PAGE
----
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Visayas State University

Department of Agricultural Engineering
Baybay City, Philippines
Phone: +63 53 335 2624 Fax: +63 53 335 2601
--------------------------------------------------------------------------------------------------------------AEng 175 AQUACULTURE ENGINEERING
Name: Jerome James Gideon E. Calipon
Kevin Vilbar
Professor: Manolo B. Loreto

Date Given: June 14, 2013

Date Submitted: June 21, 2013

Laboratory Exercise No. 1

Crab is a short, flat body that is nearly circular (Fig. 1) and dwells in land, oceans
or in fresh water. Generally covered with a thick exoskeleton and armed with a single
pair of claws. True crabs belong to the infraorder Brachyura, which typically have a
very short projecting tail, or where the reduced abdomen is entirely hidden under the

Figure 1: The back and abdominal view of a Chinese Mitten Crab

In Philippines and perhaps elsewhere, crabs are rarely stocked in fish ponds but
usually they enter of their own settlement. They may even be discouraged as possible
predators on small fish and shrimp and because they may tunnel in the banks, but
generally they are accepted and harvested along with the fish and shrimp crop. The
production of crabs especially the swimming crabs, Scylla serrata, from brackish water
ponds in Taiwan in 1966 was 168,102 kg (Bardach, J.E., Similarly, other ponds
like tilapia and milkfish ponds produce an average of 200 crabs/(ha)(year).
Description and Life Cycle:
The growth stages and development of the crabs consist of a series of larval,
juvenile, and adult see figure 2. These changes are most remarkable when the animal

sheds its rigid exoskeleton or molts allowing growth and changes in body shape. A new
shell is formed underneath the old exoskeleton ahead of molting which then loosens
and is cast off. The new shell is originally soft, but it expands and hardens in a few
hours. The stage between molts is called intermolt.

Figure 2.The Description and Life Cycle of a Crabs (

Description of Production Cycle:
Basic technology has been developed for the commercial seed production
of swamp crabs. Females with mature gonads are obtained from the wild or from
ponds, disinfected and optionally eyestalk-ablated. They are maintained in tanks
provided with sand bottoms and shelters. A combination of two or more natural
food items, such as fish, marine worms (polychaetes), shellfish and squid is fed at
5-10 percent of biomass or on an ad libitum basis. Existing shrimp hatcheries
could shift to rearing swamp and mud crabs after slight modification of their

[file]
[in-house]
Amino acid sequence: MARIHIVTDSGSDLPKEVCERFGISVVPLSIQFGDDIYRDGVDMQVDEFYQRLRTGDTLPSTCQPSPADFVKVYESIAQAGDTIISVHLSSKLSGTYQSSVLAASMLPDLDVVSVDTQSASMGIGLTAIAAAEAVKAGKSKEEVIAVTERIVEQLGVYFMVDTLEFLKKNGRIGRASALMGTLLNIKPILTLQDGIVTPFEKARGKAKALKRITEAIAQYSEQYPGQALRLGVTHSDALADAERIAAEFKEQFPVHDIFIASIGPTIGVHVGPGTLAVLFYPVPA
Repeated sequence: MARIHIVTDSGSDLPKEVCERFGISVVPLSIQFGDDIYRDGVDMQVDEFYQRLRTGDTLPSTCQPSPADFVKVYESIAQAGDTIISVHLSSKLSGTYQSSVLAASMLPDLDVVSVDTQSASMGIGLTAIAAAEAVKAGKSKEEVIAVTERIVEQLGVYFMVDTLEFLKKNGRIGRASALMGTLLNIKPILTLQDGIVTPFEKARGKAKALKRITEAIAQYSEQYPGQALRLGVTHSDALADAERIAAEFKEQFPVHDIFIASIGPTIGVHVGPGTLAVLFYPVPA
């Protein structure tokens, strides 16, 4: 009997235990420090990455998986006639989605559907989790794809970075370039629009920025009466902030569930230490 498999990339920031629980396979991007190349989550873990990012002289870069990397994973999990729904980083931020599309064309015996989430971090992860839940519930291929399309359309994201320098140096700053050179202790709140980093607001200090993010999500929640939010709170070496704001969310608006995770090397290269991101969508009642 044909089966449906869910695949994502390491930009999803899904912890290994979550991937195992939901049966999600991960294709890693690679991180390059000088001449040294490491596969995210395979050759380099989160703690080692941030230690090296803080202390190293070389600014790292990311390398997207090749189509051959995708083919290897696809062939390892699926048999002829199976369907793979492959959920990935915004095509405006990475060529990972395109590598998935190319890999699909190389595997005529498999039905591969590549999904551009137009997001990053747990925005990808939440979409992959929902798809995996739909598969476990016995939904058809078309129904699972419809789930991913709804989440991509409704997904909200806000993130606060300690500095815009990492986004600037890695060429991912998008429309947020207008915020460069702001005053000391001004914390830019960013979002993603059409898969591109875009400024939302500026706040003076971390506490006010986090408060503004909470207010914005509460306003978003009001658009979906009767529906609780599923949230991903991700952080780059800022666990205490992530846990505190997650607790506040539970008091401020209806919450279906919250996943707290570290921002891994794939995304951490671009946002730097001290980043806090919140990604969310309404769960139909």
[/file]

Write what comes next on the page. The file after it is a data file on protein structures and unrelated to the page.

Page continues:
facilities. The performance of hatchery-reared crabs is comparable with those of
the wild, given suitable pond conditions.
Rearing tanks
Healthy well-grown adult crabs from crab pens or open water bodies
(lakes/reservoirs) are selected as broodstock in October and restocked for
intensive rearing to ensure good gonad development; male and female crabs are
stocked in different ponds. Male and female brooder crabs are transferred at a

female:male ratio of 2 3:1 to mating tanks filled with saline water (733) in the
following spring (late Februaryearly March). Male crabs are removed after
mating is completed (usually after two weeks). Gravid females are reared for
about one month under intensive care before the eggs hatch.
Ongrowing ponds
The most commonly adopted systems for ongrowing are semi-intensive
culture in ponds and net-pens and extensive culture in paddy fields and small
Semi-intensive culture in ponds. Ponds used for ongrowing river crabs are
usually 0.150.35 ha and 1.52 m deep. Aquatic weeds are planted in shallow
areas of the ponds to provide shelter for moulting crabs and plastic sheet fencing
is used to prevent crab escape. 510 g crabs are stocked at 22 50037 500/m,
usually in early spring.
Semi-intensive culture in net-pens. Pen culture of crabs is commonly
practiced in shallow lakes and reservoirs. The bottom part of the pens is buried
into the bottom soil, while the upper edge is about 0.8 m above the water surface
and is extended inwards by a horizontal net. Crab pens are normally 220 ha and
are normally stocked at the same time those in ponds.
Extensive culture in paddy fields. Rearing crabs in paddy fields is another
common practice; it is an ecologically friendly approach, being integrated agroaquaculture and of benefit to both crabs and rice. The modification of paddy